E-Bikes and Othering

Editor’s Note: This piece was published in the Washington Post. But here it is for those of us hitting the paywall.

By Maddy Butcher

Who gets to use the trails on this country’s public land? And how should they do it?

The latest debate is about e-bikes. With battery-assisted pedaling, e-bikes allow more people to enjoy nature, including those whose age or disability might otherwise make them unable to venture into these natural settings.

On those terms, e-bikes should be celebrated and welcomed. But critics — and there are many in the backcountry — complain that the increasingly popular e-bikes physically degrade trails. (Any damage is likely just a numbers game: More trail use leads to more damage.) Another common complaint is that using an e-bike is “cheating.” The message: Stick to the streets and the suburbs; you don’t belong out here.

In some of the world’s most stunning open spaces, under big skies and epic panoramas of mountains and meadows, it can get ugly.

Last summer, the Colorado Sun reported on “near-fist fights” over e-bike use on natural-surface trails in the state. But is the e-bike hubbub really about trail degradation and earning your outings, or is it just a sly means of trying to exclude newcomers? I’m not sure.

E-bike sales have been climbing for years, from 1 percent of the bicycle market in 2012 to 15 percent in 2019 before spiking further during the pandemic. More e-bikes were sold in the United States in 2021 (880,000) than electric cars and trucks (608,000). Not surprisingly, more people are taking them into the backcountry.

Given the surge, the Bureau of Land Management and U.S. Forest Service have scrambled to provide guidance regarding access. The BLM released a directive in 2020; the USFS released its guidance last year. Both allow for some local control and decision-making. In other words, the disputes will continue, with shifting rules, subject to geography and e-bike type.

In southwestern Colorado, where I live, mountain bikers, e-bikers, hikers, hunters, anglers, cows and cowboys all share space. Or try to.

I admit to having my own prickliness around increased traffic when I ride a horse on National Forest trails. I’m regularly looking over my shoulder for bikers of any kind. They tend to approach quickly and quietly, like mountain lions. It can be hard to control a thousand-pound prey animal that thinks it’s being chased by a predator.

I note that mountain bikers, heads down, focus granularly on the trail, seemingly oblivious to the flora and fauna around them. ATV riders and dirt bikers seem even less in touch with their surroundings, but at least they’re often restricted to certain areas. (Many e-bike critics would like to see them treated similarly.)

I want everyone to be like me, Nature Gal, quietly taking in the landscape and embracing the outdoors with a certain etiquette and humility. I get testy with upstarts who approach things differently.

Getting testy on trails is normal, Matt De Young, executive director of Santa Cruz Mountains Trail Stewardship, told me, but it isn’t helpful or attuned to the expanding variety of users.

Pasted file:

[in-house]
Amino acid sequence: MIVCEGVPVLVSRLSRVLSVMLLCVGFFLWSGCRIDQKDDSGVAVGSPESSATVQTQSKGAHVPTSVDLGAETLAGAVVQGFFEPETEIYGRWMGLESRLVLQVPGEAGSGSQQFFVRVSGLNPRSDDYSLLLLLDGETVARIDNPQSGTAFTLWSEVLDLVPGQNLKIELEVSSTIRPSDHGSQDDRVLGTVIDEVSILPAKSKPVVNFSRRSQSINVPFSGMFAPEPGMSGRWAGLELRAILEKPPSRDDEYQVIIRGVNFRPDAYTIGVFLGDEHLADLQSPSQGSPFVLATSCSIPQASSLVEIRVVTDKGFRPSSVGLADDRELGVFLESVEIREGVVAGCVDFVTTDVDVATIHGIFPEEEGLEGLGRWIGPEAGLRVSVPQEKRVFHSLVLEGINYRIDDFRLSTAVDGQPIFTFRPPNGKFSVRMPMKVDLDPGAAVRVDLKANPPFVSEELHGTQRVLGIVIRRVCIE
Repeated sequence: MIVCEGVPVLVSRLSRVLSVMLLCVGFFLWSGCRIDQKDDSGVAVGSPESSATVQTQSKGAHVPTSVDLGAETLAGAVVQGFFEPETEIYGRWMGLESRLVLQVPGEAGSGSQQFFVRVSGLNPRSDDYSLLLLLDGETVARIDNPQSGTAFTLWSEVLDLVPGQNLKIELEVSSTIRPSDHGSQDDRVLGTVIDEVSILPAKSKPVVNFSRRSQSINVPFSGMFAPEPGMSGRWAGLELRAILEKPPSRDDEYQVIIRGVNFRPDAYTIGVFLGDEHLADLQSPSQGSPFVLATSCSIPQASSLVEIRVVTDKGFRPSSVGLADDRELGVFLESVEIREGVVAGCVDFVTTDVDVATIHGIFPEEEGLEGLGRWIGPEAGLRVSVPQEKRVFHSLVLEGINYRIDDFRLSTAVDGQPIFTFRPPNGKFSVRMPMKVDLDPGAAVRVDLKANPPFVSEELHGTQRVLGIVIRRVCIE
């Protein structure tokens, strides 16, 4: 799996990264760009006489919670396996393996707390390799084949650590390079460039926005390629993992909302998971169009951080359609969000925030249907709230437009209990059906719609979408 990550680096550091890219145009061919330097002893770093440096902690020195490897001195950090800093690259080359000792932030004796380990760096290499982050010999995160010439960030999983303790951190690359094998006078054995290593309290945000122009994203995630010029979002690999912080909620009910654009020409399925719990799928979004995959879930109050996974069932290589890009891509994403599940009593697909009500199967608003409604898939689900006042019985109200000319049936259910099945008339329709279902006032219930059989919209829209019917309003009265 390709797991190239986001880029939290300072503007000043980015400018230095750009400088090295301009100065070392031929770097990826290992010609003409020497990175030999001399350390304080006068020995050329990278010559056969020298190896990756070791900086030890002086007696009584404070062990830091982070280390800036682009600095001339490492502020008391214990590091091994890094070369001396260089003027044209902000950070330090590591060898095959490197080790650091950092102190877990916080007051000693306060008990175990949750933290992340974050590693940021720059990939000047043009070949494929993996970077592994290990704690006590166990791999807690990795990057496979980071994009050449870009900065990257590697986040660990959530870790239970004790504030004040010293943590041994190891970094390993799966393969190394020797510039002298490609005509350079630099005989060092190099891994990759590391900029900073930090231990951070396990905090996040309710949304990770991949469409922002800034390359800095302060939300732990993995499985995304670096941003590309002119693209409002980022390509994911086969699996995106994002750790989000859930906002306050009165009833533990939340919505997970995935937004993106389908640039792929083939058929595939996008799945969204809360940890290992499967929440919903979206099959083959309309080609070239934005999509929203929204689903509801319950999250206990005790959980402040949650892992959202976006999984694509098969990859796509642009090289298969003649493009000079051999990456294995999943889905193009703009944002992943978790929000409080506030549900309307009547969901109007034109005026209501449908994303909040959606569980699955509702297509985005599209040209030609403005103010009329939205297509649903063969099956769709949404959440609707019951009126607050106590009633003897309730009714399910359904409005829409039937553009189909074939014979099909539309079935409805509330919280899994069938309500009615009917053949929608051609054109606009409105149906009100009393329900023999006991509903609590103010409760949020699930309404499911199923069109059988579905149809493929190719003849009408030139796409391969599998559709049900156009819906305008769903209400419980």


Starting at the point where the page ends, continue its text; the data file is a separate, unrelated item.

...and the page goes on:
“I think people need to consider whether their argument is stylistic or substantive,” he said, “whether it’s actually an issue or just not fitting with their view of outdoorsmanship.”

Ouch. Mea culpa.

De Young, a mountain biker, finds it ironic that many of his fellow mountain bikers use the trail-degradation argument to oppose e-bike access to trails. For years, he said, mountain bikers were accused of “tearing up the landscape.” He added: “We had to fight quite a lot for access. Now we’re telling that story around e-bikes, too.”

Adding to the pressure on trails, and thus on the wilderness as well: It isn’t just newbies who are using e-bikes.

Consider Conor Cliffe, who has both mountain-biked and e-biked the Raging River trail system in Washington state, with a 3,800-foot elevation gain over nearly 19 miles. On a regular bike, the ride takes him half a day. On his e-bike, he can knock it out in a few hours. “I e-bike to get away from the crowds” on the trail, he told me.

And the more we’re getting away from each other, the more we inevitably disturb wildlife unused to human encounters.

Elk populations around Aspen, Colo., have shrunk by half since 2000, in part because more people are “using more toys to push farther into the woods,” the Aspen Times reported in 2020. The USFS in 2018 studied how recreational trail use affects elk in Oregon. The study found that ATV riders push the animals up to 1 kilometer away from the trail. Bikers and hikers move them, too, and essentially contribute to habitat loss for these large ungulates.

It’s my duty, I suppose, to make nice with the upstart riders on the trails. But the increase in traffic makes me, like Cliffe, want to get away from the crowds. That presents a quandary. A few weeks ago, I broke trail while cross-country skiing for miles across sage and juniper country, accompanied by my dogs. I saw two bald eagles and four dozen elk.

They all moved off when they saw us. I was sorry to disturb them and kept my dogs close, but I didn’t turn back.


Posted in Essay.

One Comment

  1. Thanks for putting this idea out there in an urban publication. I’m always surprised how some people that live in cities are unaware of issues we equestrians face. It does work both ways and it’s important for all of us to be understanding of the problems of those whose lives and problems are different than what we experience. Ride on!

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